Color Doppler imaging with the Philips iE33
©Walter Rasmussen, R.D.C.S.
How should color Doppler look? There are so many adjustments on current ultrasound machines that the answer is not obvious. Perhaps this is why such a wide range of variation in its appearance is seen on serial echoes when performed by different sonographers.
This article is written by a sonographer who has worked in the field for over thirty years and has seen color Doppler on many different machines from its first introduction to the clinical setting.
Color Doppler for echocardiography should demonstrate a well-defined jet area, turbulence (demonstrated by mosaicing), and fast frame rates. Adjustments that excessively smooth the map and lower frame rates and frequency should be avoided if at all possible.
LEFT: A mitral regurgitation jet (primarily blue) set at Medium Flow Optimization. There is good resolution of the jet, with color mosaic and flow convergence demonstrated.
This image demonstrates color Doppler as it has been adjusted in a standard fashion for almost 30 years.
LEFT: The same mitral regurgitation jet with color Doppler set at Low Flow Optimization, excessive smoothing and slower frame rate. The regurgitant jet appears washed-out and unfocused. Color Doppler mosaic is almost completely absent, with softening of the jet perimeter and absence of flow convergence. The low frame rate reduces temporal resolution, resulting in loss of detail.
The Philips iE33 is a versatile ultrasound machine with a large palette of adjustments for Color Doppler however, at startup your iE33 may not be set optimally for adult echocardiography and if Color Doppler is not properly adjusted, low frame rates and low resolution will result. This requires that sonographers choose which settings to use based upon their knowledge of the iE33 Color Doppler Controls, ultrasound physics and their previous experience.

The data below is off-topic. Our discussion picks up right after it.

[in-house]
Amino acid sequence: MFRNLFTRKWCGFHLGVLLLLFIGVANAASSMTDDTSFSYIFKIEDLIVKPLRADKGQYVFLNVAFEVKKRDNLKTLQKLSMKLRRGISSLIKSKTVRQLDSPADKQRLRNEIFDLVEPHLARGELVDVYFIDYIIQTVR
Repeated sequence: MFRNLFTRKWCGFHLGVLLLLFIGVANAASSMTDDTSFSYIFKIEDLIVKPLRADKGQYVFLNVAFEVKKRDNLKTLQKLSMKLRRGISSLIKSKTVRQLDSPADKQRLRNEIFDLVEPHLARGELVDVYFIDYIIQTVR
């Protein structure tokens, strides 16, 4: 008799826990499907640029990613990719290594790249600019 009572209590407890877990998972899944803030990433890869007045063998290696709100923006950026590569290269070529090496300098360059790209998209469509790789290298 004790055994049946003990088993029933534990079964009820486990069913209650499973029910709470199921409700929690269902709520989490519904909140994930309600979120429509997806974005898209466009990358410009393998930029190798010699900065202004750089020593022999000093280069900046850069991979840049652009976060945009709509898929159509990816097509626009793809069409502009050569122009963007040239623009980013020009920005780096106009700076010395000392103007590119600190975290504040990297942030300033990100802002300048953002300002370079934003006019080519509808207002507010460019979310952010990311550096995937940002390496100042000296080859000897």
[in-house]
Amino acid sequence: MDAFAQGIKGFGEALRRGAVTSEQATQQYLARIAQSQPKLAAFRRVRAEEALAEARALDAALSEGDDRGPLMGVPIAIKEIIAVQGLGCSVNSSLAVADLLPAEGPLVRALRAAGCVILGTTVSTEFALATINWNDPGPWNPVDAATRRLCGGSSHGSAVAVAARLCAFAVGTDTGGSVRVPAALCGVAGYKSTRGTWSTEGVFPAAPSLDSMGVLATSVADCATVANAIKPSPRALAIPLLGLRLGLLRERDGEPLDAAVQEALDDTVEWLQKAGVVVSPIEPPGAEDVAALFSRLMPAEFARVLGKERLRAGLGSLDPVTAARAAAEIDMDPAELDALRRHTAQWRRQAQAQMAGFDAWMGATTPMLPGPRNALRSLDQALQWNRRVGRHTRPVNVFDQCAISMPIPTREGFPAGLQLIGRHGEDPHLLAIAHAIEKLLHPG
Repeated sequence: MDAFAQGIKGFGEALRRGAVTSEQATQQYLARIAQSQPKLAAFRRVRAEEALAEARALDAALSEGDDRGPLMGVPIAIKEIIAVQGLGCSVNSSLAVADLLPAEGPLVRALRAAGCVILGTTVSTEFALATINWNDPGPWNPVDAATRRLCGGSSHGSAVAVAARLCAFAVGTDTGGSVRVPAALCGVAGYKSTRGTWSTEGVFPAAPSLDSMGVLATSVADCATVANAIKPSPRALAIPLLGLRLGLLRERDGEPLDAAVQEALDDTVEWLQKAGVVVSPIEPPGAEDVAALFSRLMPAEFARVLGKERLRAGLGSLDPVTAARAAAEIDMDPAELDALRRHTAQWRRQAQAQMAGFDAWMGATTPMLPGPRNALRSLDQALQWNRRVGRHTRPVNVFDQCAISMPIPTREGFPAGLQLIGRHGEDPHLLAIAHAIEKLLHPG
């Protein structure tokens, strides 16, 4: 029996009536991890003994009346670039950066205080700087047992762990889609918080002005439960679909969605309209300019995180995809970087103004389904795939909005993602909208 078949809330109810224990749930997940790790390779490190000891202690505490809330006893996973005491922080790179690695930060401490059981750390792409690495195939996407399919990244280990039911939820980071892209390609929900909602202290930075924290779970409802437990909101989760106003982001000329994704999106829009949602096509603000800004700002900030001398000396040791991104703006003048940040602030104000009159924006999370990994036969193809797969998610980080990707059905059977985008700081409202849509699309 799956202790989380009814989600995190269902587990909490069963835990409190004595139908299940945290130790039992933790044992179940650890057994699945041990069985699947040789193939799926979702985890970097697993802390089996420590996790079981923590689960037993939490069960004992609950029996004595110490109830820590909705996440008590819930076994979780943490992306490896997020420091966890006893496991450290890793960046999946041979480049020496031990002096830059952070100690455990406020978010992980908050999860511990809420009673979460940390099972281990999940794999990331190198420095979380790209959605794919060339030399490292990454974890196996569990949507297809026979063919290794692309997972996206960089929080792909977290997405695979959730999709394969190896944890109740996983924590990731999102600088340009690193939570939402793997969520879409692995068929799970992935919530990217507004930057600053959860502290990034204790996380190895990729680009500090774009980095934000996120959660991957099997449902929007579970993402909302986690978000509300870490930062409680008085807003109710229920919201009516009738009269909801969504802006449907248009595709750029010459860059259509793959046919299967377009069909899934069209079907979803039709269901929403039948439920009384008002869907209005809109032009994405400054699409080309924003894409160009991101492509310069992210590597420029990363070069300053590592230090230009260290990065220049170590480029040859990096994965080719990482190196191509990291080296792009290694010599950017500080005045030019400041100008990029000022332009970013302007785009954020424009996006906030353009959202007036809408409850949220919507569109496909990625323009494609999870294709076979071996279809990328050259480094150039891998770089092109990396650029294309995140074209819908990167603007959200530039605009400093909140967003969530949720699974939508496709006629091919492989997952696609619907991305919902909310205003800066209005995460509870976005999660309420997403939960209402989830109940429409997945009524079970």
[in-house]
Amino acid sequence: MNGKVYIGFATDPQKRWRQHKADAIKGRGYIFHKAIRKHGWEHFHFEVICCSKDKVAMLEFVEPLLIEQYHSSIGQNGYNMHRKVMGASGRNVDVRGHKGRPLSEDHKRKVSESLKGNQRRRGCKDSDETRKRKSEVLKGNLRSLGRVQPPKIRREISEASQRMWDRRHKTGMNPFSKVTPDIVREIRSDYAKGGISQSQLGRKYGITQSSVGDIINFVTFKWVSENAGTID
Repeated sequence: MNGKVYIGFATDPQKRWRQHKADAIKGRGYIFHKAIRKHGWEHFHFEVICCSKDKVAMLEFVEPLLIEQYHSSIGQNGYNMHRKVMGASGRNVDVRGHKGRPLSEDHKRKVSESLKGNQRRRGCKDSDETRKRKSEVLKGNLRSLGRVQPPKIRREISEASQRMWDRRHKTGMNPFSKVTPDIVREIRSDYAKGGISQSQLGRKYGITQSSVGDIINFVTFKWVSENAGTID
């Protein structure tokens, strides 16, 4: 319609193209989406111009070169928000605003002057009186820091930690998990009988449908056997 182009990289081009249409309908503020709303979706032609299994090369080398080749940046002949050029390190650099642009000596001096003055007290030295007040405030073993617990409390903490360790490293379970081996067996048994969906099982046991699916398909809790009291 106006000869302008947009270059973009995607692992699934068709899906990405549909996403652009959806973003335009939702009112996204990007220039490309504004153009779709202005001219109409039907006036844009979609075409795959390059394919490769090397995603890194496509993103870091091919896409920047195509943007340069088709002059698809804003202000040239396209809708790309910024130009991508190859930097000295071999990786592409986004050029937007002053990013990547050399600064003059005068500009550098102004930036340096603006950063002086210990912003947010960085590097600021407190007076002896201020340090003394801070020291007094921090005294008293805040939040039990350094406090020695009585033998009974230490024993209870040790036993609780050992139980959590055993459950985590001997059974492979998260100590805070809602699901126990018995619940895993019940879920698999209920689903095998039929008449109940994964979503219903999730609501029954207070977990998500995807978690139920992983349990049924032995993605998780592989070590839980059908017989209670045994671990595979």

Flow Optimization: The Primary adjustment for Color Doppler on the iE33
When starting Color Doppler on an adult echo exam, the first adjustment that the sonographer should check is Flow Optimzation, located on the right touch screen. Flow optimization automatically sets Color Transmit Frequency, Pulse length, Scale, Persistence and Write Priority. For adult echocardiography, Flow Optimization should initially be set at Medium and adjusted based upon the following conditions:
The iE33 has three Flow Optimization settings that relate to blood velocity and penetration and have a big impact on frame rates and resolution:
1. Low for areas of relatively slow blood flow such as is found in the venous system (pulmonary veins, IVC) and when imaging is difficult. Using Low Flow Optimization is akin to selecting a low frequency for two-dimensional echo, with better penetration than a Medium setting. Low Flow Optimization emphasizes lower velocities, slower frame rates and diminishes resolution and is therefore an undesirable initial setting for most aspects of adult echocardiography. With this setting, regurgitant jets will appear washed-out and unfocused. Laminar flow will look faint and slow.